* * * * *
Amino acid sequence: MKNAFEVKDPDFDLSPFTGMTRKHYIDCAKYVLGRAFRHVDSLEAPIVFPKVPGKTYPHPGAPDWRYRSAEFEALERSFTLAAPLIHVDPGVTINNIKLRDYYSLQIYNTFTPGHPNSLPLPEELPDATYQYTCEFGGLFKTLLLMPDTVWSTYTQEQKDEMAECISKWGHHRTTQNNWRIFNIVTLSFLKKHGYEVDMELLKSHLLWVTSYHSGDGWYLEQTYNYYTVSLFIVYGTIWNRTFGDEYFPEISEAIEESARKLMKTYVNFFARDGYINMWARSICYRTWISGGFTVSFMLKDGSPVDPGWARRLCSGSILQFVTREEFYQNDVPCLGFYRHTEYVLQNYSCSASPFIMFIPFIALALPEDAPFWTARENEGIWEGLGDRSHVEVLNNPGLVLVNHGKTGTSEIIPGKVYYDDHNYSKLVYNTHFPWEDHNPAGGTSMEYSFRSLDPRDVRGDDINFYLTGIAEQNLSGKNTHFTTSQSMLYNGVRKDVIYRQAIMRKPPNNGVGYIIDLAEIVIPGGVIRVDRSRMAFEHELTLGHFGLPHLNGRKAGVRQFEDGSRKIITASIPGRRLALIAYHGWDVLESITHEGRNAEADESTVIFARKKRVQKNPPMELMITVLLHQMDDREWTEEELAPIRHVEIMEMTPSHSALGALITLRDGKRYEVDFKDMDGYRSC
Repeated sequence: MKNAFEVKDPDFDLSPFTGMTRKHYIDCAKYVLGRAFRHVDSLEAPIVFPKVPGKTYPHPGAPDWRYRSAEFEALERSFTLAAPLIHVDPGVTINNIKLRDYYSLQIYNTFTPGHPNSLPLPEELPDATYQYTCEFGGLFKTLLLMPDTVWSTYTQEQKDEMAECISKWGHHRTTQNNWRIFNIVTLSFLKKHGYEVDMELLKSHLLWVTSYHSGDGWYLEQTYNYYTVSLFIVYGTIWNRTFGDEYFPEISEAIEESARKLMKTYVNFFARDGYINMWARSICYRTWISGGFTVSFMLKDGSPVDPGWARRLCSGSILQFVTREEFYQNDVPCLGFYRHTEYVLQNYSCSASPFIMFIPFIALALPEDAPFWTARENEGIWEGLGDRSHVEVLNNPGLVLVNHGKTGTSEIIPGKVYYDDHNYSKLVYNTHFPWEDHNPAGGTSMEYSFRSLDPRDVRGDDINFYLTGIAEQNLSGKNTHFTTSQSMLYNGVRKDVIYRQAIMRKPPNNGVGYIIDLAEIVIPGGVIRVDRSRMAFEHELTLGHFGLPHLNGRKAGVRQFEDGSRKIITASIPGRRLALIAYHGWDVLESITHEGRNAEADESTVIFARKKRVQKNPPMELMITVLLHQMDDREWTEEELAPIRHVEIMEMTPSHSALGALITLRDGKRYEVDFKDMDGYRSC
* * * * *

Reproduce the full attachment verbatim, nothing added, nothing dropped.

Amino acid sequence: MKNAFEVKDPDFDLSPFTGMTRKHYIDCAKYVLGRAFRHVDSLEAPIVFPKVPGKTYPHPGAPDWRYRSAEFEALERSFTLAAPLIHVDPGVTINNIKLRDYYSLQIYNTFTPGHPNSLPLPEELPDATYQYTCEFGGLFKTLLLMPDTVWSTYTQEQKDEMAECISKWGHHRTTQNNWRIFNIVTLSFLKKHGYEVDMELLKSHLLWVTSYHSGDGWYLEQTYNYYTVSLFIVYGTIWNRTFGDEYFPEISEAIEESARKLMKTYVNFFARDGYINMWARSICYRTWISGGFTVSFMLKDGSPVDPGWARRLCSGSILQFVTREEFYQNDVPCLGFYRHTEYVLQNYSCSASPFIMFIPFIALALPEDAPFWTARENEGIWEGLGDRSHVEVLNNPGLVLVNHGKTGTSEIIPGKVYYDDHNYSKLVYNTHFPWEDHNPAGGTSMEYSFRSLDPRDVRGDDINFYLTGIAEQNLSGKNTHFTTSQSMLYNGVRKDVIYRQAIMRKPPNNGVGYIIDLAEIVIPGGVIRVDRSRMAFEHELTLGHFGLPHLNGRKAGVRQFEDGSRKIITASIPGRRLALIAYHGWDVLESITHEGRNAEADESTVIFARKKRVQKNPPMELMITVLLHQMDDREWTEEELAPIRHVEIMEMTPSHSALGALITLRDGKRYEVDFKDMDGYRSC
Repeated sequence: MKNAFEVKDPDFDLSPFTGMTRKHYIDCAKYVLGRAFRHVDSLEAPIVFPKVPGKTYPHPGAPDWRYRSAEFEALERSFTLAAPLIHVDPGVTINNIKLRDYYSLQIYNTFTPGHPNSLPLPEELPDATYQYTCEFGGLFKTLLLMPDTVWSTYTQEQKDEMAECISKWGHHRTTQNNWRIFNIVTLSFLKKHGYEVDMELLKSHLLWVTSYHSGDGWYLEQTYNYYTVSLFIVYGTIWNRTFGDEYFPEISEAIEESARKLMKTYVNFFARDGYINMWARSICYRTWISGGFTVSFMLKDGSPVDPGWARRLCSGSILQFVTREEFYQNDVPCLGFYRHTEYVLQNYSCSASPFIMFIPFIALALPEDAPFWTARENEGIWEGLGDRSHVEVLNNPGLVLVNHGKTGTSEIIPGKVYYDDHNYSKLVYNTHFPWEDHNPAGGTSMEYSFRSLDPRDVRGDDINFYLTGIAEQNLSGKNTHFTTSQSMLYNGVRKDVIYRQAIMRKPPNNGVGYIIDLAEIVIPGGVIRVDRSRMAFEHELTLGHFGLPHLNGRKAGVRQFEDGSRKIITASIPGRRLALIAYHGWDVLESITHEGRNAEADESTVIFARKKRVQKNPPMELMITVLLHQMDDREWTEEELAPIRHVEIMEMTPSHSALGALITLRDGKRYEVDFKDMDGYRSC